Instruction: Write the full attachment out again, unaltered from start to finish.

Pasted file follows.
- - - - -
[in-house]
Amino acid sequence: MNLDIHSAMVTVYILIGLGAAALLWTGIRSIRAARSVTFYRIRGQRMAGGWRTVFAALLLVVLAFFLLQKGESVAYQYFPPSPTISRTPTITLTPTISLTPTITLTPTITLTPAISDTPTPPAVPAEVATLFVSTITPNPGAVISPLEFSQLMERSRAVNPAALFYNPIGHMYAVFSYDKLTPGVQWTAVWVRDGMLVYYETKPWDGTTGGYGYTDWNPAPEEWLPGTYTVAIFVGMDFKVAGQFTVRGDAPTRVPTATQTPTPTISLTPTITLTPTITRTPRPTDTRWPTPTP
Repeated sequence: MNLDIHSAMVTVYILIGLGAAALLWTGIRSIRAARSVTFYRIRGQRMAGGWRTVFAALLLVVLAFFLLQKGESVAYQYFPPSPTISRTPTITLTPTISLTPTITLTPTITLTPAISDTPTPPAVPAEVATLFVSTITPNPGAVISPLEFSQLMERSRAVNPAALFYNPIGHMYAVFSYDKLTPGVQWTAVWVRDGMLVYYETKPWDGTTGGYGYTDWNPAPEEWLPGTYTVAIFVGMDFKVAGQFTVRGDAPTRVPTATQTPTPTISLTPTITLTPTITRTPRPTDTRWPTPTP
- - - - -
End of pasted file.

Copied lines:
[in-house]
Amino acid sequence: MNLDIHSAMVTVYILIGLGAAALLWTGIRSIRAARSVTFYRIRGQRMAGGWRTVFAALLLVVLAFFLLQKGESVAYQYFPPSPTISRTPTITLTPTISLTPTITLTPTITLTPAISDTPTPPAVPAEVATLFVSTITPNPGAVISPLEFSQLMERSRAVNPAALFYNPIGHMYAVFSYDKLTPGVQWTAVWVRDGMLVYYETKPWDGTTGGYGYTDWNPAPEEWLPGTYTVAIFVGMDFKVAGQFTVRGDAPTRVPTATQTPTPTISLTPTITLTPTITRTPRPTDTRWPTPTP
Repeated sequence: MNLDIHSAMVTVYILIGLGAAALLWTGIRSIRAARSVTFYRIRGQRMAGGWRTVFAALLLVVLAFFLLQKGESVAYQYFPPSPTISRTPTITLTPTISLTPTITLTPTITLTPAISDTPTPPAVPAEVATLFVSTITPNPGAVISPLEFSQLMERSRAVNPAALFYNPIGHMYAVFSYDKLTPGVQWTAVWVRDGMLVYYETKPWDGTTGGYGYTDWNPAPEEWLPGTYTVAIFVGMDFKVAGQFTVRGDAPTRVPTATQTPTPTISLTPTITLTPTITRTPRPTDTRWPTPTP